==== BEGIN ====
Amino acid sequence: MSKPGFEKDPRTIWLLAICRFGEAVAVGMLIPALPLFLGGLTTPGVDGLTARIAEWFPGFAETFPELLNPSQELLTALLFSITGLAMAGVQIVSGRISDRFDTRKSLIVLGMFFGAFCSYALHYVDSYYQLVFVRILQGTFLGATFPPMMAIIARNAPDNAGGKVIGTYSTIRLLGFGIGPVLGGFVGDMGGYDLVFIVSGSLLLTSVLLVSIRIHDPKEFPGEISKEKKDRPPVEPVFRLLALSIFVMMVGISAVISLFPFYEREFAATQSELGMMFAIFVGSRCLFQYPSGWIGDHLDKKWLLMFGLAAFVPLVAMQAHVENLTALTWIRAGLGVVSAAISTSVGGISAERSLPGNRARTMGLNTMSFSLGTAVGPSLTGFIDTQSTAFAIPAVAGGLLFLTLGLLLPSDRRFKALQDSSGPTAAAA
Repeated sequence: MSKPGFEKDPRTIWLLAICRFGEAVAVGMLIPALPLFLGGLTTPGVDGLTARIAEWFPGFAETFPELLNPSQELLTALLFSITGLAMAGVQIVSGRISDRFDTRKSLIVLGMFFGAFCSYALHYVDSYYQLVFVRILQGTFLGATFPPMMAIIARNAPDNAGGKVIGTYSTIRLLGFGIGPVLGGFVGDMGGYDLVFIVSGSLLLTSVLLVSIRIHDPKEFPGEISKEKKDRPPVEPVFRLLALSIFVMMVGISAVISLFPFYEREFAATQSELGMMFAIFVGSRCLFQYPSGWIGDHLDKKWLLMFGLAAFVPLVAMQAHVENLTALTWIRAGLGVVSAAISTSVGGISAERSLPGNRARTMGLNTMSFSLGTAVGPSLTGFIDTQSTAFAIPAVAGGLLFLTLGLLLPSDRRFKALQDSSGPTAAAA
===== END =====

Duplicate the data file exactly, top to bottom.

Amino acid sequence: MSKPGFEKDPRTIWLLAICRFGEAVAVGMLIPALPLFLGGLTTPGVDGLTARIAEWFPGFAETFPELLNPSQELLTALLFSITGLAMAGVQIVSGRISDRFDTRKSLIVLGMFFGAFCSYALHYVDSYYQLVFVRILQGTFLGATFPPMMAIIARNAPDNAGGKVIGTYSTIRLLGFGIGPVLGGFVGDMGGYDLVFIVSGSLLLTSVLLVSIRIHDPKEFPGEISKEKKDRPPVEPVFRLLALSIFVMMVGISAVISLFPFYEREFAATQSELGMMFAIFVGSRCLFQYPSGWIGDHLDKKWLLMFGLAAFVPLVAMQAHVENLTALTWIRAGLGVVSAAISTSVGGISAERSLPGNRARTMGLNTMSFSLGTAVGPSLTGFIDTQSTAFAIPAVAGGLLFLTLGLLLPSDRRFKALQDSSGPTAAAA
Repeated sequence: MSKPGFEKDPRTIWLLAICRFGEAVAVGMLIPALPLFLGGLTTPGVDGLTARIAEWFPGFAETFPELLNPSQELLTALLFSITGLAMAGVQIVSGRISDRFDTRKSLIVLGMFFGAFCSYALHYVDSYYQLVFVRILQGTFLGATFPPMMAIIARNAPDNAGGKVIGTYSTIRLLGFGIGPVLGGFVGDMGGYDLVFIVSGSLLLTSVLLVSIRIHDPKEFPGEISKEKKDRPPVEPVFRLLALSIFVMMVGISAVISLFPFYEREFAATQSELGMMFAIFVGSRCLFQYPSGWIGDHLDKKWLLMFGLAAFVPLVAMQAHVENLTALTWIRAGLGVVSAAISTSVGGISAERSLPGNRARTMGLNTMSFSLGTAVGPSLTGFIDTQSTAFAIPAVAGGLLFLTLGLLLPSDRRFKALQDSSGPTAAAA